Oh my, it’s already happened. The first non-collaborative Boris release since Pink has leaked online in 192kbps MP3 format. I found out about this less than an hour ago, and now I am already almost through my first listen of this. What a listen it has been! I’m saving a full review for when the album is officially released in April, (which I will certainly buy) but you should know that this is amazing. Like any Boris album, it is quite different from everything else in the group’s catalogue. It’s more straightforward then Boris’s droning or experimental albums, but it would be foolhardy to compare it to Pink, Heavy Rocks, or Akuma no Uta. It’s an entirely different beast. I guess the only way to find out is to listen for yourself, either now or when the album drops a few months later. You won’t be disappointed.

Here’s the tracklisting:

  1. メッセージ [07:07]
  2. BUZZ-IN [02:34]
  3. 放て! [05:02]
  4. 花・太陽・雨 [05:36]
  5. となりのサターン [05:20]
  6. 枯れ果てた先 [07:26]
  7. 君は傘をさしていた [09:20]
  8. 君は傘をさしていた (Pt. 2) [19:20]

Michio Kurihara and Steven O’Malley are also here as guest musicians.

Given that Altar, a collaboration between Japanese rock geniuses Boris and American drone gods Sunn O))), was released in the October of 2006, it is not exactly fresh news as far as music goes. The album was a critical success, fans enjoyed it, and both groups toured the world together, performing their monstrosity in front of awestruck onlookers. With Boris set to release their first full-length studio album since their 2005 hit, Pink within a month’s time, I would do well to speculate upon what the future holds rather than look back upon a work that is already more than a year old. However, I’ve only acquired a physical copy of Altar recently: a beautifully-packaged limited edition reissue of the album, spread over 3 LPs that feature photographs of the group performing live on the surface of the vinyl, to be more specific. Needless to say, such a purchase warrants a very late review.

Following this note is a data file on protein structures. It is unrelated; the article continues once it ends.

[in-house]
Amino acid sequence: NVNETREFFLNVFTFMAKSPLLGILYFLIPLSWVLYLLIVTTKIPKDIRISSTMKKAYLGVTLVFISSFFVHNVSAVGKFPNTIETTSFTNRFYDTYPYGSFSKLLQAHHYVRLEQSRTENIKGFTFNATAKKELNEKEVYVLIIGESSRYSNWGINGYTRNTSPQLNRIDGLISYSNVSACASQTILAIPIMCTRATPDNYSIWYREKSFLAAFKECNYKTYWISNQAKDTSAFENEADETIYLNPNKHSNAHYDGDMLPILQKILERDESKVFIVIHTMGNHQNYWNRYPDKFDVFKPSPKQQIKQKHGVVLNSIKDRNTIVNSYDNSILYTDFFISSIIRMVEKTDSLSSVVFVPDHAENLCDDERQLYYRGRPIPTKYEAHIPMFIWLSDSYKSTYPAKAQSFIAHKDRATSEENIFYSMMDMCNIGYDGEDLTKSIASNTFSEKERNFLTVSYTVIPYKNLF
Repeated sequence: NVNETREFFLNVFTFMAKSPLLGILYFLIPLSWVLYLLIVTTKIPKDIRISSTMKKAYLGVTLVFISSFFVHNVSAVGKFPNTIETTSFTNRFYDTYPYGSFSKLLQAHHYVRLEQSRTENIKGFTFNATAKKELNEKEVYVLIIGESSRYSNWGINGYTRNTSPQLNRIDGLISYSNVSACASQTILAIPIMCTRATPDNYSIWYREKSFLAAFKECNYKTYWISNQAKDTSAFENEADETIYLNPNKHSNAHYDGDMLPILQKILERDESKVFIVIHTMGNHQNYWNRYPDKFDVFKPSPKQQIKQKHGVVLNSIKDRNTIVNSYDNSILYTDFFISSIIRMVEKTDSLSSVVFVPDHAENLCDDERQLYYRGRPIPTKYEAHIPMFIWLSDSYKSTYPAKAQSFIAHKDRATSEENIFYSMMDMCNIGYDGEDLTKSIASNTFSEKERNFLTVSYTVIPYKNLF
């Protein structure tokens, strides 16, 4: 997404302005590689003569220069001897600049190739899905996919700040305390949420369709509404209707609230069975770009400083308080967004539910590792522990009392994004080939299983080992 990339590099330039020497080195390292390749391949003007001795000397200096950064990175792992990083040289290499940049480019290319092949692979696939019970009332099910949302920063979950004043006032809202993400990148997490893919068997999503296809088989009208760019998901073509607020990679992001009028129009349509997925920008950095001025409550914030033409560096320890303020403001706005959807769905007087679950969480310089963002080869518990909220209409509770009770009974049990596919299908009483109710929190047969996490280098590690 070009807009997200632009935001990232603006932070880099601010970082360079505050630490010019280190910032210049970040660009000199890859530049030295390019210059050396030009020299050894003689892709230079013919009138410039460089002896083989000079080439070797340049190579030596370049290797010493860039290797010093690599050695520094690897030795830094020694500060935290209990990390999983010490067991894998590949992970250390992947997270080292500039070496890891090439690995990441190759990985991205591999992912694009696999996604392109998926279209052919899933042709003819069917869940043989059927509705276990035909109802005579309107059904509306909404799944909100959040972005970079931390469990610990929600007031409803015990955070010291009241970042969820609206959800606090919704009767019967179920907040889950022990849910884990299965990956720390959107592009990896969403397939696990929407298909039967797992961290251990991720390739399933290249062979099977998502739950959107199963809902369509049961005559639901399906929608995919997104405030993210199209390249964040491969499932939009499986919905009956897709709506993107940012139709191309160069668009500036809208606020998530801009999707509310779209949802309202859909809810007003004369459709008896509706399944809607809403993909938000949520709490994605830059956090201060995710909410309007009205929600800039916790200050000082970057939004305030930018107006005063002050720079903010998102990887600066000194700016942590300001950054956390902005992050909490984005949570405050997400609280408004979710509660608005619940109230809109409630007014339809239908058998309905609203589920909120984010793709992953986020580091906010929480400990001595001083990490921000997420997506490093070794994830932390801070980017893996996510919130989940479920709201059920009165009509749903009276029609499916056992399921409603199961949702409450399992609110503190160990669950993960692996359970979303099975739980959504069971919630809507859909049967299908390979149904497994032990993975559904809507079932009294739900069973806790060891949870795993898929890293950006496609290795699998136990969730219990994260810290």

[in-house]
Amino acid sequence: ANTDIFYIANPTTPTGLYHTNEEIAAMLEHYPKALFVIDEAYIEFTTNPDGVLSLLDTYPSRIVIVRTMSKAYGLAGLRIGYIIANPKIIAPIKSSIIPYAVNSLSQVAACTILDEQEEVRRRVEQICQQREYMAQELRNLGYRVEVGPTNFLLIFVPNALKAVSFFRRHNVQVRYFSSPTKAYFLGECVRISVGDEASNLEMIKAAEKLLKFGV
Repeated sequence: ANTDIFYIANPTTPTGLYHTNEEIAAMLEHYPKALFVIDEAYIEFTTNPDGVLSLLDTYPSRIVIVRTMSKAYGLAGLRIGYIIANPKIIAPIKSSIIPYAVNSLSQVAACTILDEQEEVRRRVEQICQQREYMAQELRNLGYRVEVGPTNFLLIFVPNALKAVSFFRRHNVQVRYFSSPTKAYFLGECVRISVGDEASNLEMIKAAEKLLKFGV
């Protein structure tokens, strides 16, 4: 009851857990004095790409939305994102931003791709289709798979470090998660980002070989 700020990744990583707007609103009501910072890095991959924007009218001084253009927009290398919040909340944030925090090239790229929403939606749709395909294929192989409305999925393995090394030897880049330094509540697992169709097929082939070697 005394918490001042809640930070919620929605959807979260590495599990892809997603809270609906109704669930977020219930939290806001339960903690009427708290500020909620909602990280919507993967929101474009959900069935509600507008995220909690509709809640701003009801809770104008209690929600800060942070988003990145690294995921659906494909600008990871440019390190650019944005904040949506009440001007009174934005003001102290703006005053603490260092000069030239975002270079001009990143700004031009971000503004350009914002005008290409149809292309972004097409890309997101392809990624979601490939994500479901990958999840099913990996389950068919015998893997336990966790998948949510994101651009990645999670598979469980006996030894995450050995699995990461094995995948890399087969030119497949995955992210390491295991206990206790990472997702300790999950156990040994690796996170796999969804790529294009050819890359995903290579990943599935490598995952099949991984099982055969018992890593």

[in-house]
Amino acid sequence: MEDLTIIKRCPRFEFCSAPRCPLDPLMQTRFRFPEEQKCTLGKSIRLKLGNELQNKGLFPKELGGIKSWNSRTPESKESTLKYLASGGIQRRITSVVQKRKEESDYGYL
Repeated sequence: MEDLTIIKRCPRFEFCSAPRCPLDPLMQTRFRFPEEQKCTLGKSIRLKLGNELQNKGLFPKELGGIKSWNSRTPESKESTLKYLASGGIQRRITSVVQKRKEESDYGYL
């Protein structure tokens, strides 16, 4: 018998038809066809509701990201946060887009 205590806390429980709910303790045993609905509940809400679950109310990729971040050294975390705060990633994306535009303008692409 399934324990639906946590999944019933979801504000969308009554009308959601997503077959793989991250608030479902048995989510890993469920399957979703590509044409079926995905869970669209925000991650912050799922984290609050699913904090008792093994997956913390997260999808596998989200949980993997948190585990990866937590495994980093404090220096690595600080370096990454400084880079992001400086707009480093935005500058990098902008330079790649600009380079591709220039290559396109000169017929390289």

Title: Altar
Artist: Sunn O))) & Boris
Label: Southern Lord
Catalogue Number: SUNN62
Release Date: December 10, 2007
Price: $37.00 [Sold out]
Genre: Drone, Doom, Experimental

  • A1 – “Etna”
  • B1 – “N.L.T.”
  • B2 – “The Sinking Belle (Blue Sheep)”
  • C1 – “Akuma No Kuma”
  • C2 – ” Fried Eagle Mind”
  • D1 – “Blood Swamp”
  • E1 – “Her Lips Were Wet With Venom (Satan Oscillate My Metallic Sonatas)”
  • F1 – “Her Lips Were Wet With Venom (Satan Oscillate My Metallic Sonatas) (Continued)”


In less than three days after ordering it from Southern Lord’s website, Altar was in my giddy little hands. The shrinkwrapping had a little sticker mentioning that the pressing was limited to only 500 copies, but this was incorrect; there were actually 551 packages available. Despite this limited quantity, I was disappointed to realize that there was no cute individual numbering gimmick for this release. I really wanted to be able to say stuff like “Yeah man, I have number 376.” in conversations with other fans. Oh well. Sadly, my copy was also slightly damaged in the shipping process. It had a bent corner and the edges of the LP sleeves were slightly frayed. Luckily, it did not suffer any major forms of hurt.

The package is just as heavy as the music on the records, containing not only three LPs, but a built-in booklet, which features large, glossy photographs of frightening caves, artistic photos of the band members standing in a corn field, and some forward notes, among other things. I only own about twenty albums on vinyl, many of which are cheap old ones from the seventies, which makes Altar the most intricate and full LP in my collection as far as packaging goes. It looks wonderful and stands out as a collector’s piece on the shelf.